Going to use this post to announce that Grace Collins and I have an upcoming series on this; however, I wanted to spend a little time talking about their legacies. Some of these books are hard reads, others are relatively tame, but all of them promise to give an inside look into Golden Age celebrities as living, breathing parents. Please note, if you click on the picture below, you can purchase the book through Amazon. 🙂
This is the book that actually inspired this series. 1994’s Dream Lovers: The Magnificent Shattered Lives of Bobby Darrin and Sandra Dee tells the stories of Bobby Darin and Sandra Dee via their son, Dodd Darin. Dodd admits he really didn’t know his dad and painted up a god-like idea of him, only to discover a cruel egomaniac, which is refreshing. The rub for me lies in how he talks Dee, describing her as an alcoholic recluse suffering from anorexia who he both hates and loves; however, Dee readily helped him with the book and even appeared at Brentano’s with him to promote it.
One of Dodd’s main reasons for writing the book was due to a biopic that had been shopped around since the 80s. In 1995, producers hoped to get Johnny Depp to appear as Bobby Darin.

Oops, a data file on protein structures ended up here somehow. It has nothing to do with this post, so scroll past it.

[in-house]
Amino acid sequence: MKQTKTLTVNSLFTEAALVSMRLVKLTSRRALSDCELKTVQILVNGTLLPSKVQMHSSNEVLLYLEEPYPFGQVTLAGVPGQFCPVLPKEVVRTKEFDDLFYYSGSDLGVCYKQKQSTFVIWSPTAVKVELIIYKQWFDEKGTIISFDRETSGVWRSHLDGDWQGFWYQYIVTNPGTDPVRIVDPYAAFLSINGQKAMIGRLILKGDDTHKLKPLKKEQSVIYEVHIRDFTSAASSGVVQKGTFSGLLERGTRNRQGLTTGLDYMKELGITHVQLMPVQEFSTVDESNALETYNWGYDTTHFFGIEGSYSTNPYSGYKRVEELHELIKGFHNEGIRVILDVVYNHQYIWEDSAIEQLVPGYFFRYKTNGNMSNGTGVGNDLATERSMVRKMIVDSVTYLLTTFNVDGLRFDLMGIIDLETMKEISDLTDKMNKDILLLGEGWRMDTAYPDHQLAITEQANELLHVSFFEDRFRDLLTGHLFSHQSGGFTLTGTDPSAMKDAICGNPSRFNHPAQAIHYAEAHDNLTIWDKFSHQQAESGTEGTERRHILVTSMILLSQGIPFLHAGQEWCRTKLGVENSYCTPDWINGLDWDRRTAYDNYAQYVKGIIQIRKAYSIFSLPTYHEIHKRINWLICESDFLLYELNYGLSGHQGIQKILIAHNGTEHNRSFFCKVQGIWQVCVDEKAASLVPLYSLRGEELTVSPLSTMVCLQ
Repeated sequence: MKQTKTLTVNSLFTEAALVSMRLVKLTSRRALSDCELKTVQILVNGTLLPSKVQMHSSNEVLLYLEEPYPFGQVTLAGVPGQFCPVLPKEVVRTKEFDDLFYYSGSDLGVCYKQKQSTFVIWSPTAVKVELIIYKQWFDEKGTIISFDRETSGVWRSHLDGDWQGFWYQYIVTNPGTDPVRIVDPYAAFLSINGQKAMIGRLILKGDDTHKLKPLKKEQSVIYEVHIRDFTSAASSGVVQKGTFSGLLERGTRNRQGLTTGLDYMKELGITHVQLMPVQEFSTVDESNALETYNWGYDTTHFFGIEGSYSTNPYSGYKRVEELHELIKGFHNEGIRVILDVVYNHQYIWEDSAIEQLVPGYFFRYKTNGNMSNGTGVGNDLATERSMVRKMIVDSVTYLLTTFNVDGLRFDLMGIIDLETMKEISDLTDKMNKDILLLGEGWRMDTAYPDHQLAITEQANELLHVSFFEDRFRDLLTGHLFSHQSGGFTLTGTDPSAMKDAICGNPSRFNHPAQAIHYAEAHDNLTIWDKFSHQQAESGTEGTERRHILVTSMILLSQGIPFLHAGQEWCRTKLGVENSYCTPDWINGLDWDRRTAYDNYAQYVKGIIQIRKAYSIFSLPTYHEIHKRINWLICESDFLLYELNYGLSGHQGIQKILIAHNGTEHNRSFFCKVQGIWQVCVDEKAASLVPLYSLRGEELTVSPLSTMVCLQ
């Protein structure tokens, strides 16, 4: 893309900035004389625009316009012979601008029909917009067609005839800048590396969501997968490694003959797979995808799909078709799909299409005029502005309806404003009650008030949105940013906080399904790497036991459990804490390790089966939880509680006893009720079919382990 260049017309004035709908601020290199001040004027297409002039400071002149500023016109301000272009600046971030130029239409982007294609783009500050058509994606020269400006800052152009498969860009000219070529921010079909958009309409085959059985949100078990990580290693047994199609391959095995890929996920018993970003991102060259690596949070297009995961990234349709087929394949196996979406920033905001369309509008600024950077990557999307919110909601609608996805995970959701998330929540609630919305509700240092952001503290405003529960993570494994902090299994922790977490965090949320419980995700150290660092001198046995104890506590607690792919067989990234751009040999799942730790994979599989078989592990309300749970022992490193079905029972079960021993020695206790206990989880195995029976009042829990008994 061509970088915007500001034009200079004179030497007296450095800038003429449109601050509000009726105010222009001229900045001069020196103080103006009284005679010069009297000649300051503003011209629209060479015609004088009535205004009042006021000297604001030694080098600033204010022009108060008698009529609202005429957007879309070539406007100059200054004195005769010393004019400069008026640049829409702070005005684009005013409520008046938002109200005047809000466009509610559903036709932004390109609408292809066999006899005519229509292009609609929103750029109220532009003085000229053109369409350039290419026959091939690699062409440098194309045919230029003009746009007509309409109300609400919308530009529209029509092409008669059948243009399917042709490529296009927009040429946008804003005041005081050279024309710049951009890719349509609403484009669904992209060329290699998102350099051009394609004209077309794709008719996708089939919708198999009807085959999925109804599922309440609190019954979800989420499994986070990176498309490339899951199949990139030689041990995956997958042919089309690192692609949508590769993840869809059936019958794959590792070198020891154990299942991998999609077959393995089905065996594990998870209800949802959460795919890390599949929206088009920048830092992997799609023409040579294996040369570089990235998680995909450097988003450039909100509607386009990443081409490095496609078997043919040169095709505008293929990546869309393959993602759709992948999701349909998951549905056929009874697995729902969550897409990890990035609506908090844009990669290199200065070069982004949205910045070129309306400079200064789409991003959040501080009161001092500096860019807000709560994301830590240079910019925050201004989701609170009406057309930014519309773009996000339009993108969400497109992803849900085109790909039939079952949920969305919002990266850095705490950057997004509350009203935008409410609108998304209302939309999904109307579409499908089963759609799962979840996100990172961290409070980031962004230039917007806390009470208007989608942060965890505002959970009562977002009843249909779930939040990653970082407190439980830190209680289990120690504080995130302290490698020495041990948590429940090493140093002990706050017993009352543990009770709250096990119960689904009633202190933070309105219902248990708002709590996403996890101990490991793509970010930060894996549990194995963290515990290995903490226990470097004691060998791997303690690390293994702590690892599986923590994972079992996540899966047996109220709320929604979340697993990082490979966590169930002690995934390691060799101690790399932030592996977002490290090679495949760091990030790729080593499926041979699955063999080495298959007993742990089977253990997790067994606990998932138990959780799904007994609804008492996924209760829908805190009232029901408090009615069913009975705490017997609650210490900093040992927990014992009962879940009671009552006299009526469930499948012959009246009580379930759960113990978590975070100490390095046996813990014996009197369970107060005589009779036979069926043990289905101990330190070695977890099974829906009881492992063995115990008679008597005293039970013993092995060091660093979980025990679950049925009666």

Sources reported that the book brought the two of them closer together, which is also supported by a lengthy interview with Dee from a Knoxville newspaper.
After the bio-pic spent a few more years in development hell, it was announced that Tom Cruise was on the short list to play Darin with Drew Barrymore as Dee.
A year later, Dick Clark Productions began to develop the project in association with Dodd:
Later that year, Kevin Spacey’s name got attached to the film:
In 2004, Beyond the Sea was released with Kevin Spacey as Darin and Kate Bosworth as Dee. It bombed at the box office, recouping less than half of its budget. Dodd was impressed with the film.
Dream Lovers can at times feel like a hateful book, but I think it’s more so Dodd working through his feelings about his parents as he’s writing. Because of Dodd’s realizations at end (his mom isn’t all bad, his dad was a flawed person), I think it’s worth the read. Focusing on Darin so much isn’t my cup of tea, but I also understand why people find him fascinating. Personally, I would prefer a Dee biopic.
Overall, I believe the book helps both of his parents legacies which is why I would rank it as one of the better child memoirs. I don’t think it’s going to work for everyone, and for me, it was a bit of a slog in certain parts, but Dodd’s combating the overly positive relationship the press created about his parents’ relationship to show them for what they were: sad, traumatized individuals who created a dream world that could never last.